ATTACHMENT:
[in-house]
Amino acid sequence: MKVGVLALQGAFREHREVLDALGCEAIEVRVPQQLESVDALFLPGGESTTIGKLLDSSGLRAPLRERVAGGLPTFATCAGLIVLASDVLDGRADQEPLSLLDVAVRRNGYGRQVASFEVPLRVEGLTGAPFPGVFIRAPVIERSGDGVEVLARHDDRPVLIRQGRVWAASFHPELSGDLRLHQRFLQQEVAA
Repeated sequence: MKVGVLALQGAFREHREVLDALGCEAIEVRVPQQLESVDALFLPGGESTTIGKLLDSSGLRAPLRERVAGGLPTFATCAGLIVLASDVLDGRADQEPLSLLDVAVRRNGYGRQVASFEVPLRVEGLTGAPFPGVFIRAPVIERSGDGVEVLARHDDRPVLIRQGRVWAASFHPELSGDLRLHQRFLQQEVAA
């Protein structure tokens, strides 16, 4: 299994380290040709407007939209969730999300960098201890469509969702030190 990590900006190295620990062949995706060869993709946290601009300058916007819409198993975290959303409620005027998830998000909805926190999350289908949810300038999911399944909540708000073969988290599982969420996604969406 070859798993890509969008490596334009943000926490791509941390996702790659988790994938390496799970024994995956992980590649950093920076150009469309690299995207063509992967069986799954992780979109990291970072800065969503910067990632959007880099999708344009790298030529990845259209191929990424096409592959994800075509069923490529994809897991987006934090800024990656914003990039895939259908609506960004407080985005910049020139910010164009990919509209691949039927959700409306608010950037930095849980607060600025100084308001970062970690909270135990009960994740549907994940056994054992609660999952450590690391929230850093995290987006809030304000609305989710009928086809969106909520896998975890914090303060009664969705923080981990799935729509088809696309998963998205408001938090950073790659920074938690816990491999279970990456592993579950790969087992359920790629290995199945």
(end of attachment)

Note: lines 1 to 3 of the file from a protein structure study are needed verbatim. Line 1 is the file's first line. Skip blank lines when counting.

[in-house]
Amino acid sequence: MKVGVLALQGAFREHREVLDALGCEAIEVRVPQQLESVDALFLPGGESTTIGKLLDSSGLRAPLRERVAGGLPTFATCAGLIVLASDVLDGRADQEPLSLLDVAVRRNGYGRQVASFEVPLRVEGLTGAPFPGVFIRAPVIERSGDGVEVLARHDDRPVLIRQGRVWAASFHPELSGDLRLHQRFLQQEVAA
Repeated sequence: MKVGVLALQGAFREHREVLDALGCEAIEVRVPQQLESVDALFLPGGESTTIGKLLDSSGLRAPLRERVAGGLPTFATCAGLIVLASDVLDGRADQEPLSLLDVAVRRNGYGRQVASFEVPLRVEGLTGAPFPGVFIRAPVIERSGDGVEVLARHDDRPVLIRQGRVWAASFHPELSGDLRLHQRFLQQEVAA